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Winthrop University considers adding football

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Within days of new Winthrop University President Jayne Marie Comstock’s pledge last week to look into the potential of bringing football to the school, Will Evans took to Twitter and Facebook to rally the gridiron troops.

The 18-year-old Northwestern High School graduate and York Technical College student is the man behind the “Bring Winthrop Football” social media accounts, and he is adamant that Rock Hill is a “football city.”

Fresh from Northwestern Trojan football Friday nights, Evans has done his fair share of football research to bolster his agenda.

Rock Hill and Winthrop leaders say they want the city to be a bustling “college town,” complete with pedestrian-friendly roads, inviting restaurants and students who stick around on weekends.

Evans says there’s nothing like football to grow school spirit, attract a crowd and appeal to new businesses.

Comstock told state leaders Wednesday she wants to gradually grow Winthrop’s enrollment – now about 6,000 – by 1,000 students.

Evans says putting Eagles in helmets and shoulder pads would bring in some extra college applications.

Business leaders and advocates for revitalizing downtown Rock Hill say they want more development between Main Street and Winthrop’s campus.

Evans says Winthrop should lease District 3 Stadium on Cherry Road as its home field for football, then leaders can sit back and revel in new businesses setting up shop to cater to Eagles fans.

“I don’t see any negatives from college football in Rock Hill,” he said.

Winthrop’s reputation of offering high-caliber academics with a large population of creative, “artsy” and intellectual faculty members and students doesn’t need to change for football to be successful, Evans says.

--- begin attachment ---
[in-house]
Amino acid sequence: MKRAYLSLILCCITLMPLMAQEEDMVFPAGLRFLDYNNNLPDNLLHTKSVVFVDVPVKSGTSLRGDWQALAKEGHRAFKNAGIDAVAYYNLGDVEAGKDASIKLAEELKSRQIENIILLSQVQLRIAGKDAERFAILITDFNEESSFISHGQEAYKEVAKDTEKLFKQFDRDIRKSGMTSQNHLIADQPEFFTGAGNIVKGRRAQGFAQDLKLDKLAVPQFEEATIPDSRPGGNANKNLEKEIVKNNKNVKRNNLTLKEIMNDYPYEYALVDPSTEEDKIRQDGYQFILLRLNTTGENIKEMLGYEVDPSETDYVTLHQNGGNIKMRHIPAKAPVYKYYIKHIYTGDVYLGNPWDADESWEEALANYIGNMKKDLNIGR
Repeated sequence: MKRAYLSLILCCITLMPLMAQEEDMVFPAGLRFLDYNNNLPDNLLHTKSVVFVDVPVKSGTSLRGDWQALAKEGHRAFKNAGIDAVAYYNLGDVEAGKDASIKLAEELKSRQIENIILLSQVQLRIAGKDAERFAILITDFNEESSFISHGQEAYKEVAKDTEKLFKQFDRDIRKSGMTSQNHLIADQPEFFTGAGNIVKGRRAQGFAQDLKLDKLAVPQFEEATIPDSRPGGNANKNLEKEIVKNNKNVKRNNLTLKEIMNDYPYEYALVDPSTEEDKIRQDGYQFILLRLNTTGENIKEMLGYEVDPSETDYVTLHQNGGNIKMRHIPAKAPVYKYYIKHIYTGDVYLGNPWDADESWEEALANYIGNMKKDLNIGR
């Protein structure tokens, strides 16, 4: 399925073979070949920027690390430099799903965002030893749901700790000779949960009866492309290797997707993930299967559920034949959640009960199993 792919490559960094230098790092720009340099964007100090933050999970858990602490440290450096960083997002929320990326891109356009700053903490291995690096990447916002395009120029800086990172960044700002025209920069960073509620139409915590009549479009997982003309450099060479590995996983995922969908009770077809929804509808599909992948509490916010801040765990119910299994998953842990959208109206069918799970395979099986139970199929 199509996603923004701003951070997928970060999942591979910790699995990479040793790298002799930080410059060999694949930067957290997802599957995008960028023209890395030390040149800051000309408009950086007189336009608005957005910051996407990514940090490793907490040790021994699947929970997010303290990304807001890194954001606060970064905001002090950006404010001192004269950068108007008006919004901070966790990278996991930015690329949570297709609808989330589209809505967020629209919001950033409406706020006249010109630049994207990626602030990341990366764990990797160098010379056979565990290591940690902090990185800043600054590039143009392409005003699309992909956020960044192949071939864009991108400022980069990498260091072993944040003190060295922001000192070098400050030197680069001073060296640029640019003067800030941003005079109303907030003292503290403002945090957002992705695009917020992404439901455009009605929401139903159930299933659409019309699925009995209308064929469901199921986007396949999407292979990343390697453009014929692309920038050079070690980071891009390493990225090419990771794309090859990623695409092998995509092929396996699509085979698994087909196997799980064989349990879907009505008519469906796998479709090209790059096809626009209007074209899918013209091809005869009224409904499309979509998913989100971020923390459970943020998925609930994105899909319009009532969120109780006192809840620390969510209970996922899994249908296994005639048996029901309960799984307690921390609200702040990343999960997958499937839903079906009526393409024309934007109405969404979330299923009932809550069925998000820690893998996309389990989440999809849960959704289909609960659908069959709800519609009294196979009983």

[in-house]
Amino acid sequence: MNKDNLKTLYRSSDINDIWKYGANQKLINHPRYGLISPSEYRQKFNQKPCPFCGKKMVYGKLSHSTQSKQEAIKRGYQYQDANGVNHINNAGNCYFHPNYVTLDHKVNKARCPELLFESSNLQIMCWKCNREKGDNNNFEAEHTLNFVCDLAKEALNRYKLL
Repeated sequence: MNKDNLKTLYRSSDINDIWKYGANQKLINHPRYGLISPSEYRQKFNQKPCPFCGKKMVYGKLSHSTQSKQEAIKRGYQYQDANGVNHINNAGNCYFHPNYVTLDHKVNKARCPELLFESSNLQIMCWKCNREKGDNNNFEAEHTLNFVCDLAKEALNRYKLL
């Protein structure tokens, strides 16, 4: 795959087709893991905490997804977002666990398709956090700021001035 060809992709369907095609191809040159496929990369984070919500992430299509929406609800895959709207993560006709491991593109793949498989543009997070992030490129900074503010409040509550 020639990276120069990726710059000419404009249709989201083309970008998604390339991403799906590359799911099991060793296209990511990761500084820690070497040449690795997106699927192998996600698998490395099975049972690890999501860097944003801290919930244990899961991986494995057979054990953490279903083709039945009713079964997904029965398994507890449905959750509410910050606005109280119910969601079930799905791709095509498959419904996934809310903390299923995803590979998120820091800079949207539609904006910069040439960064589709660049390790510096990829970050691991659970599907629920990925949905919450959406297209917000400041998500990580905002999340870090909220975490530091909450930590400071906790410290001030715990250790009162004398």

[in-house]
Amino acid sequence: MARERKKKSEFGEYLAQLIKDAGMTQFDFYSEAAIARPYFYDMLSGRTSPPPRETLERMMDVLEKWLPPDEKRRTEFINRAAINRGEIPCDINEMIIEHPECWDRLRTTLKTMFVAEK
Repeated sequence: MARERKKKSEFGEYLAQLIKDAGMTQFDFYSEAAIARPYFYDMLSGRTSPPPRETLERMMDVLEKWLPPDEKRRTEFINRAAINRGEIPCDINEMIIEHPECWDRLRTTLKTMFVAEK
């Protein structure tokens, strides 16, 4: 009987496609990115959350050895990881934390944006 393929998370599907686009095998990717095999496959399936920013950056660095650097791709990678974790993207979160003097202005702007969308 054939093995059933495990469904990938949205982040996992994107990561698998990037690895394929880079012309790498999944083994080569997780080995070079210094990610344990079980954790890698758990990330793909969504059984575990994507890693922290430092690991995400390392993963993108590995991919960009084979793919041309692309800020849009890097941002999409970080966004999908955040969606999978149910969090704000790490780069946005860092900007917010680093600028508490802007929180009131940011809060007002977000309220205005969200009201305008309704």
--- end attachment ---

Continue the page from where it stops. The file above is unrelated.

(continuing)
The greater community of Rock Hill and York County would support an Eagle football team, he says.

Evans notes that the area’s population is booming and Rock Hill is experiencing growth.

“One of the things we’re missing is football,” he says.

A Rock Hill native, Evans wants a Winthrop football team to cheer for – and he’s not even enrolled in a Winthrop class yet.

Taking advantage of a new partnership between York Tech and Winthrop, he’s in what’s known as the bridge program. After two years at York Tech, he’ll transfer to Winthrop and finish his degree in secondary education.

In the meantime, he has full access to Winthrop facilities, its library and academic services, such as a writing center and student success center.

He hopes one day he’ll be cheering for Winthrop on the gridiron – whether he’s an Eagle or not.

An expensive endeavor

It’s not uncommon for schools such as Winthrop to be talking about adding a football program, said Winthrop Athletic Director Tom Hickman.

The move is usually “enrollment driven” and seeks to add to a college’s atmosphere, he said.

“There’s lots of kinds of football,” Hickman said, and depending on the type that Winthrop leaders would want, the program is expensive to build.

Winthrop took a hard look at adding the sport in 2007 and came up with an initial price tag of $18 million to start football. Every year of operation would run the university about $2.4 million.

Estimates in the feasibility study showed that Winthrop football would rake in about $500,000 in revenue each season.

Some of the costs identified in the 2007 study were:

• $11.5 million to build an 8,000-seat stadium.